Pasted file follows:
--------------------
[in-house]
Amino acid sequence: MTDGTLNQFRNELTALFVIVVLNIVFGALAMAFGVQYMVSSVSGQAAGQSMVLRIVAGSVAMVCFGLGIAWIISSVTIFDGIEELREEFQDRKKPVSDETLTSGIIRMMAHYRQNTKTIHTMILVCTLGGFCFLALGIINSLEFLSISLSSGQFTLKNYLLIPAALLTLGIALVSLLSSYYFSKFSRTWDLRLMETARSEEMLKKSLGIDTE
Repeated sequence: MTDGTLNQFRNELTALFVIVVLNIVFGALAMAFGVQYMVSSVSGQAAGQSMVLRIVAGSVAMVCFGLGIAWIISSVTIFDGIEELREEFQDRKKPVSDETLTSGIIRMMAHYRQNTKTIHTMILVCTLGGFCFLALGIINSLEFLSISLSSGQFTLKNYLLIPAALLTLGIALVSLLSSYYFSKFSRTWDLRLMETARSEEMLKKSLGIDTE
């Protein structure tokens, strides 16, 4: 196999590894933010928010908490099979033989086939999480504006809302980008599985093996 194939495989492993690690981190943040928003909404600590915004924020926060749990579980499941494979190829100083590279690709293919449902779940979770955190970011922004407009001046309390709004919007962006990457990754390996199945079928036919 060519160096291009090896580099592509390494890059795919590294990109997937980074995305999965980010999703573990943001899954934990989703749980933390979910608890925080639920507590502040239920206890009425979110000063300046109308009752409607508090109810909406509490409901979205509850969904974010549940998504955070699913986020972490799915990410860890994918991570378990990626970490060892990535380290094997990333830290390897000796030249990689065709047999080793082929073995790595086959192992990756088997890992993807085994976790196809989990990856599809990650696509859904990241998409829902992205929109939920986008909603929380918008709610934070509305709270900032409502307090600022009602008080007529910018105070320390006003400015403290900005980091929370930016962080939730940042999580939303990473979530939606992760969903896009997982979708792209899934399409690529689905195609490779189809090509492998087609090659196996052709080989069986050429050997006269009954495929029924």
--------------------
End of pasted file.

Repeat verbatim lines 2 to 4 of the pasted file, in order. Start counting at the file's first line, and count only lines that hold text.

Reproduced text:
Amino acid sequence: MTDGTLNQFRNELTALFVIVVLNIVFGALAMAFGVQYMVSSVSGQAAGQSMVLRIVAGSVAMVCFGLGIAWIISSVTIFDGIEELREEFQDRKKPVSDETLTSGIIRMMAHYRQNTKTIHTMILVCTLGGFCFLALGIINSLEFLSISLSSGQFTLKNYLLIPAALLTLGIALVSLLSSYYFSKFSRTWDLRLMETARSEEMLKKSLGIDTE
Repeated sequence: MTDGTLNQFRNELTALFVIVVLNIVFGALAMAFGVQYMVSSVSGQAAGQSMVLRIVAGSVAMVCFGLGIAWIISSVTIFDGIEELREEFQDRKKPVSDETLTSGIIRMMAHYRQNTKTIHTMILVCTLGGFCFLALGIINSLEFLSISLSSGQFTLKNYLLIPAALLTLGIALVSLLSSYYFSKFSRTWDLRLMETARSEEMLKKSLGIDTE
């Protein structure tokens, strides 16, 4: 196999590894933010928010908490099979033989086939999480504006809302980008599985093996 194939495989492993690690981190943040928003909404600590915004924020926060749990579980499941494979190829100083590279690709293919449902779940979770955190970011922004407009001046309390709004919007962006990457990754390996199945079928036919 060519160096291009090896580099592509390494890059795919590294990109997937980074995305999965980010999703573990943001899954934990989703749980933390979910608890925080639920507590502040239920206890009425979110000063300046109308009752409607508090109810909406509490409901979205509850969904974010549940998504955070699913986020972490799915990410860890994918991570378990990626970490060892990535380290094997990333830290390897000796030249990689065709047999080793082929073995790595086959192992990756088997890992993807085994976790196809989990990856599809990650696509859904990241998409829902992205929109939920986008909603929380918008709610934070509305709270900032409502307090600022009602008080007529910018105070320390006003400015403290900005980091929370930016962080939730940042999580939303990473979530939606992760969903896009997982979708792209899934399409690529689905195609490779189809090509492998087609090659196996052709080989069986050429050997006269009954495929029924």